Regarding the supraciliary space, there are no available devices in the United States; CyPass was removed from the market in 2018. The advantage of this device is that it utilized a uveoscleral outflow system, an underutilized potential space in the eye. The limitation was the potential for long-term safety concerns through central corneal endothelial cell loss.5
Lastly, the subconjunctival area, often referred to as MIGS-plus procedures, bypass the episcleral venous bed and may allow for lower IOPs but the limitation is the creation of a bleb, and use of mitomycin. Anyone performing these procedures should be comfortable with postoperative bleb management, including needling, or have a colleague available who will handle that aspect of patient care.
If choosing to perform a goniotomy, a cooperative patient who will benefit from enhanced trabecular outflow is necessary. You must have a good view of trabecular meshwork on gonioscopy. In nonpigmented trabecular meshwork, you can look for reflux heme in the Schlemm canal by inducing hypotony intraoperatively.
Goniotomy procedure is useful for any stage or type of glaucoma, including severe stage glaucoma.6 However, a Schlemm canal procedure in general appear to be most effective in patient with early to moderate primary or secondary open angle glaucoma.2
The dual-blade excisional goniotomy may also be considered for a patient who has failed a Schlemm canal stent procedure, if the stent is malpositioned, or an insufficient degree of the Schlemm canal is bypassed. However, in patients who failed a canaloplasty or gonioscopy-assisted transluminal trabeculotomy, I probably would not perform another Schlemm canal procedure because several collector channels have most likely been accessed already with those procedures.
The relative contraindications for goniotomy7 include (Figure):
-Active neovascular or uveitic glaucoma
-Elevated episcleral venous pressure
-Poor view of angle
-Goal IOP of less than the mid-teens
PRE- AND INTRAOPERATIVE MEASURES
Patient counseling is important for patients who will have a goniotomy combined with cataract surgery. Explain that visual recovery may take a couple weeks longer than stand-alone cataract surgery due to possible reflux hyphema, and modified hyphema precaution may need to be taken, which consists of elevating head of bed and wearing a shield, and avoiding Valsalva maneuvers or lowering the head below the level of the heart for the first 2 weeks.7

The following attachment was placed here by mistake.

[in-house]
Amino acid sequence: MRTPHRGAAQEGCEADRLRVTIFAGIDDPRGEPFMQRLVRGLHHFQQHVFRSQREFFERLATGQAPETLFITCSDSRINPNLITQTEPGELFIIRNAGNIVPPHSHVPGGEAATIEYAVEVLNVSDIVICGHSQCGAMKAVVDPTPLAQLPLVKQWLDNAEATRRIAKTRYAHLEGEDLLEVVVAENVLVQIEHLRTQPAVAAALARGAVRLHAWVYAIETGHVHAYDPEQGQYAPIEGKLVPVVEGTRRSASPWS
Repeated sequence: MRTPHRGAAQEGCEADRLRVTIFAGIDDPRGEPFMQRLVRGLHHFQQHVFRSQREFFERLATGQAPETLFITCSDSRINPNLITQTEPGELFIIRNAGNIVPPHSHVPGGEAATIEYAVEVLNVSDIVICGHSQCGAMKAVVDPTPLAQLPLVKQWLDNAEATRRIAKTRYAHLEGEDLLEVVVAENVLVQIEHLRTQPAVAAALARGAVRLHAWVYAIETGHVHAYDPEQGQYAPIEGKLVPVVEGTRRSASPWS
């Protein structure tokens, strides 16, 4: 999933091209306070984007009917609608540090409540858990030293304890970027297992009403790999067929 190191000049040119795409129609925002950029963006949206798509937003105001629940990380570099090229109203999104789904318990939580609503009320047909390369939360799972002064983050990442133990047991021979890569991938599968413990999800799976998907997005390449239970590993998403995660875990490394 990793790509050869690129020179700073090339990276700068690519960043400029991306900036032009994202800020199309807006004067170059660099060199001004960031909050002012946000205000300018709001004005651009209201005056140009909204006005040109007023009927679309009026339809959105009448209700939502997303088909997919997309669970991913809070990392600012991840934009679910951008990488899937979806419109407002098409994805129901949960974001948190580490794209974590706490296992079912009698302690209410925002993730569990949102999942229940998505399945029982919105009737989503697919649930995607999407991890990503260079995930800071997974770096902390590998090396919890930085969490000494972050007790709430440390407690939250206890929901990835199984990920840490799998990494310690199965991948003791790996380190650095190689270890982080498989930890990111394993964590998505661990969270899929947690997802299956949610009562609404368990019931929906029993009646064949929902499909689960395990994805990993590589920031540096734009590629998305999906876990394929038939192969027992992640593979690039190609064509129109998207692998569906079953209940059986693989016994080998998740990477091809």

Some surgeons will suggest patients cease taking anticoagulants,8 but I don’t routinely advise this. I may keep the immediate post-procedure IOP in the mid 20s and rarely use a small amount of dispersive viscoelastic in the nasal angle to prevent blood reflux from occurring into the anterior chamber.
When goniotomy is combined with cataract surgery, my preoperative drop regimen does not differ, and I often start with goniotomy followed by cataract surgery. I use intracameral acetylcholine chloride intraocular solution only for a standalone goniotomy procedure in phakic patients. Note that if you prefer to use a miotic agent in a combined procedure, ensure the viscoelastic is removed from behind the implant before injecting the miotic agent as it’s difficult to get behind the IOL to remove the viscoelastic through a small pupil.
I’ll also warn the patient preoperatively that I’ll be turning their head and moving my microscope so that they anticipate this and not caught off guard.
Extreme safety of MIGS and angle surgeries allow us to intervene earlier in patients with mild to moderate glaucoma to reduce IOP and medication burdens, need for more invasive procedures, and ultimately the risk of disease progression. These procedures can be done alone or combined with the cataract surgery without significant increase in surgical risk.
1. Saheb HS, Ahmed IIK. Micro-invasive glaucoma surgery: current perspectives and future directions. Curr Opin Ophthal. 2012;23(2):96-104.